But this week, word spread that Alibaba, the online retailer, was offering stainless steel knockoffs starting at only $500 each. That's about one one-hundredth thousandth of the Koons' price. Buyers on Alibaba could get their inflatable pups in any color and size they wanted, from 10 centimeters to more than 90 feet. (The big ones can cost as much as $5,000, but that's still a bargain.)
But the link to VLA Sculpture, which comes courtesy of ArtFCity, has since come down and a search on Alibaba found other balloon dogs, but none by VLA.
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Did Koons intervene and does he own the balloon dog image? Yes ... and no.
Intellectual property attorneys said Koons has no legal claim on balloon dogs—even ones that look exactly like his—since balloon dogs are an everyday object and have been long before Koons came around.
As one San Francisco attorney famously wrote: "As virtually any clown can attest, no one owns the idea of making a balloon dog, and the shape created by twisting a balloon into a dog-like form is part of the public domain."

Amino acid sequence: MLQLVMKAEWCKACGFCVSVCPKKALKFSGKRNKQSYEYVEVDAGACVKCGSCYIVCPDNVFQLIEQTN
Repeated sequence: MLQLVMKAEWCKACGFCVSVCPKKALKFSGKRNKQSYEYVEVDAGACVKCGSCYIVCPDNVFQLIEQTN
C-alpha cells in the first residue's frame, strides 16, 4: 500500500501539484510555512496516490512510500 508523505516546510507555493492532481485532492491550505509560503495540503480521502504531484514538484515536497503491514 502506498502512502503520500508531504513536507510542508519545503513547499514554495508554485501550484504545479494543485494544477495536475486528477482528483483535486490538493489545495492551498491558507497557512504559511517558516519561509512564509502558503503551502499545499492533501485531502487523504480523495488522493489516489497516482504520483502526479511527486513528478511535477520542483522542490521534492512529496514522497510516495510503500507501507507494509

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That comment came in response to a cease-and-desist letter that Koons LLC and his attorneys sent to the Park Life gallery in 2011 after they started selling mini-balloon dogs as bookends. Koons eventually withdrew the complaint amid a barrage of negative publicity that criticized Koons for hypocrisy, given his own history with image appropriation.
Attorneys for Park argued that balloon dogs have been made by clowns and other balloon twisters for ages so Koons couldn't claim ownership—unlike, say, for an original painting.